On a recent visit to the Presidio in San Francisco, a statement in the welcoming exhibit caught my attention. It announced that – as of February 2013 – the Presidio had became self-sustaining and went on to say that for every $1 of government money the site has generated $4 of private money. With all the news about the financial difficulties of supporting of parks and protected areas and the push from some quarters to require that these resources become self-supporting, I wanted to know more. A quick search found a recent article in the San Francisco Chronicle that reinforced the good news. Over the last 15 years, the Presidio Trust has developed a host of private-public partnerships, worked with Lucas Films and the Disney Family Museum, rehabilitated hundreds of historic properties, and leased 1,200 housing units constructed by the Army. Craig Middleton, Executive Director of the Presidio Trust, estimates that more than $1.2 billion in capital investment has gone into the Presidio. This was been important because under the terms of the federal law that created trust, it had just 15 years – until 2013 – to become self sufficient or the property could be sold off.
For over 200 years, the Presidio had been a strategic as well as outstandingly scenic location. Settled first by American Indians and then serving as a military post for the armies of Spain, Mexico and the United States. Today the site consists of 1,400 acres with over 800 buildings of which over 400 are historic structures. According to Lisa Benton Short in Presidio: From Army Post to National Park, the army played an early conservation role in developing the property. Beginning in the 1880’s, they planted over 80,000 trees and created scenic vistas, hiking trails and golf courses. The opening of the Golden Gate Bridge in 1937 and the designation of the road around the base as part of the 49-mile Scenic Drive in 1938 to promote the 1939 Golden Gate International Exposition helped cement the public value of the place.
When the Presidio, along with over 500 military installations, was slated to be closed as part of the Defense Base Realignment and Closure Act of 1988, the public saw the potential for the property to offer open space conservation, recreation and spiritual renewal. There was strong support to incorporate it into the boundaries of the adjacent Golden Gate Recreation Area (GGRA). However, the price tag to operate the Presidio was a high barrier to its designation as a part of the national park system. In the early 90’s the Seventh Army was spending close to $70 million dollars to run the site. The National Park Service (NPS) estimated that it would take at least $24 million for them to manage the property, which although a reduction from the army’s costs, was still greater than the budget for Yosemite National Park. And there were high expectations, William Penn Mott, former NPS director, called for the agency to come up with a plan that was up to the stature of this world-class site.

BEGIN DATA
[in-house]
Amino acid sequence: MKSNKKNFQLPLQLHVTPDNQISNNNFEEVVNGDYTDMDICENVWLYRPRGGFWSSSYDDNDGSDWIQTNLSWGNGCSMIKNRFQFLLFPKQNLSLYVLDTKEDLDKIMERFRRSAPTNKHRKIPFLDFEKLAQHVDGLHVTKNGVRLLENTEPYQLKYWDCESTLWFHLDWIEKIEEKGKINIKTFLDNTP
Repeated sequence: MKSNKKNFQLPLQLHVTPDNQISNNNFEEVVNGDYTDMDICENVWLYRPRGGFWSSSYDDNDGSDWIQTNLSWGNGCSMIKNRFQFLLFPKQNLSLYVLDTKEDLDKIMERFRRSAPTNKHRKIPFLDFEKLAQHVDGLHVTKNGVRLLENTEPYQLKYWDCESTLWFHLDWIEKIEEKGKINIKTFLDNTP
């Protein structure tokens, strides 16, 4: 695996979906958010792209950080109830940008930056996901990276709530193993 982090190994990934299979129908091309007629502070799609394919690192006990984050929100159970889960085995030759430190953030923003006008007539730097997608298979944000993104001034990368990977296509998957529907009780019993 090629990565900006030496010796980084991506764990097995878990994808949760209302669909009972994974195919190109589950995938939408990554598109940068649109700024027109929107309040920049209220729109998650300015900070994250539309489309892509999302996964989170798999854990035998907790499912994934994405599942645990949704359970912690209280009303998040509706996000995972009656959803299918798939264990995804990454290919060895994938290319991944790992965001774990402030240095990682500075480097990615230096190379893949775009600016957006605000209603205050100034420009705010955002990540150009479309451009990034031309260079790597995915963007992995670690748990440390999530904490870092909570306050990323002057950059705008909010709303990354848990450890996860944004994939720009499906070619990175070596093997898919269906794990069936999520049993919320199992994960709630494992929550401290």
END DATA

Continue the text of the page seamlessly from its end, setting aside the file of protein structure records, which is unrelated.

The original 1994 NPS Management Plan for the Presidio did set a high bar. It recognized that this would be “a park like no other” and envisioned the Presidio managed by an innovative partnership to become “a global center dedicated to addressing the worlds most critical environmental, social and cultural challenges.” However, the plan needed the approval of the 104th congress whose members were staggered by the price tag at a time when deficit reduction was a congressional watchword. After much horse-trading, the bill for the park was signed in 1996. It did establishe an innovative public/private partnership to be known as the Presidio Trust and endowed it with wide latitude to borrow money from treasury ($50 million), guarantee loans, and demolish buildings that could not be re-used. The bill also added a provision that was not in the NPS plan. It required that the Presidio become self-sustaining in fifteen years or else its component parts would be sold on the open market.
At the time concerns were raised about this compromise, environmental advocates criticized the plans for the Presidio as being more of a “business park” than National Park. Scholars raised concern about the approach; see The Presidio Trust and our National Parks: Not a Model to be Trusted by Joanna Wald in the Golden Gate University Law Review. Today these debates about how much private development should occur at the Presidio are still ongoing, but taken, as a whole, the site is a spectacular peace dividend to the bay area and the nation.
Privatization of parks and other heritage resources or the more nuanced concept of public private partnership is an idea that goes in and out of favor. However, the need to craft partnerships, attract capitol, gain philanthropic support, and otherwise “merge economic reality with park stewardship” will probably be with us for a long time. State parks across the country have been pressured into new management approaches and big urban park systems are experimenting with new business models. But although the Presidio’s mission statement asserts that “The Presidio is a model of contemporary park making, ‘’ I suspect its model for self -sustainability is not likely to be replicated. Few organizations start with thousands of square feet of real estate in one of the US prime markets and are capitalized at a quarter of a billion dollars in public funds. And wait there is more; the Presidio also has the GGNR unit as a strong partner with a mission to assist them in interpretation, visitor services, and resource conservation.
Congratulations to the Presidio Trust and to everyone who has made it such a success. While we may not be able to duplicate the approach, what lessons can we learn from this experience to help all parks be better cared for in the future?